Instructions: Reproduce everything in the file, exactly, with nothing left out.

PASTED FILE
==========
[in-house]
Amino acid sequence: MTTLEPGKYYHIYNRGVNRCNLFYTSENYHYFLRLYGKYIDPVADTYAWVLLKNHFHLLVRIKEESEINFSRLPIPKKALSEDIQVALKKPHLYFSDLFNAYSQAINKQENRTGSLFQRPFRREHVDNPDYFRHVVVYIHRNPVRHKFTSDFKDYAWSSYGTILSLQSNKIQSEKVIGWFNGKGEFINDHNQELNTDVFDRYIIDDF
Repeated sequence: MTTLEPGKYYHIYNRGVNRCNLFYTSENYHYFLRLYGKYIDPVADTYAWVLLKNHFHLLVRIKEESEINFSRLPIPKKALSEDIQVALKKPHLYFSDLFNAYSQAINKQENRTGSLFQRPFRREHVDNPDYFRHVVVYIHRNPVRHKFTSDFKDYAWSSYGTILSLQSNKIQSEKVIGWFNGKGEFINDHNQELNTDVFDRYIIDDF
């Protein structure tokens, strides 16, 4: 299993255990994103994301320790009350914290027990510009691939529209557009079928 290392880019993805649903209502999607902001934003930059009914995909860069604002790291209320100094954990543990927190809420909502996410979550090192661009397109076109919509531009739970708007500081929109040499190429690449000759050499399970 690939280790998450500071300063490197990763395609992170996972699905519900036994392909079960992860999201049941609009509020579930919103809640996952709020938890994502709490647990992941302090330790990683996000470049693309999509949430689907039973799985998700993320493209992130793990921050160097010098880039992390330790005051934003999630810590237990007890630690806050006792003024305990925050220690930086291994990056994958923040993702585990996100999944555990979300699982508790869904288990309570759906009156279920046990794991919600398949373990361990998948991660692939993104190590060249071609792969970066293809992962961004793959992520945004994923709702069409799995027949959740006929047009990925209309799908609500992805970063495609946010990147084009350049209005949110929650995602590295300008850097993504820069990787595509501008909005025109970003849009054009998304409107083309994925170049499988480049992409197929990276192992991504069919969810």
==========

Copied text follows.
[in-house]
Amino acid sequence: MTTLEPGKYYHIYNRGVNRCNLFYTSENYHYFLRLYGKYIDPVADTYAWVLLKNHFHLLVRIKEESEINFSRLPIPKKALSEDIQVALKKPHLYFSDLFNAYSQAINKQENRTGSLFQRPFRREHVDNPDYFRHVVVYIHRNPVRHKFTSDFKDYAWSSYGTILSLQSNKIQSEKVIGWFNGKGEFINDHNQELNTDVFDRYIIDDF
Repeated sequence: MTTLEPGKYYHIYNRGVNRCNLFYTSENYHYFLRLYGKYIDPVADTYAWVLLKNHFHLLVRIKEESEINFSRLPIPKKALSEDIQVALKKPHLYFSDLFNAYSQAINKQENRTGSLFQRPFRREHVDNPDYFRHVVVYIHRNPVRHKFTSDFKDYAWSSYGTILSLQSNKIQSEKVIGWFNGKGEFINDHNQELNTDVFDRYIIDDF
């Protein structure tokens, strides 16, 4: 299993255990994103994301320790009350914290027990510009691939529209557009079928 290392880019993805649903209502999607902001934003930059009914995909860069604002790291209320100094954990543990927190809420909502996410979550090192661009397109076109919509531009739970708007500081929109040499190429690449000759050499399970 690939280790998450500071300063490197990763395609992170996972699905519900036994392909079960992860999201049941609009509020579930919103809640996952709020938890994502709490647990992941302090330790990683996000470049693309999509949430689907039973799985998700993320493209992130793990921050160097010098880039992390330790005051934003999630810590237990007890630690806050006792003024305990925050220690930086291994990056994958923040993702585990996100999944555990979300699982508790869904288990309570759906009156279920046990794991919600398949373990361990998948991660692939993104190590060249071609792969970066293809992962961004793959992520945004994923709702069409799995027949959740006929047009990925209309799908609500992805970063495609946010990147084009350049209005949110929650995602590295300008850097993504820069990787595509501008909005025109970003849009054009998304409107083309994925170049499988480049992409197929990276192992991504069919969810």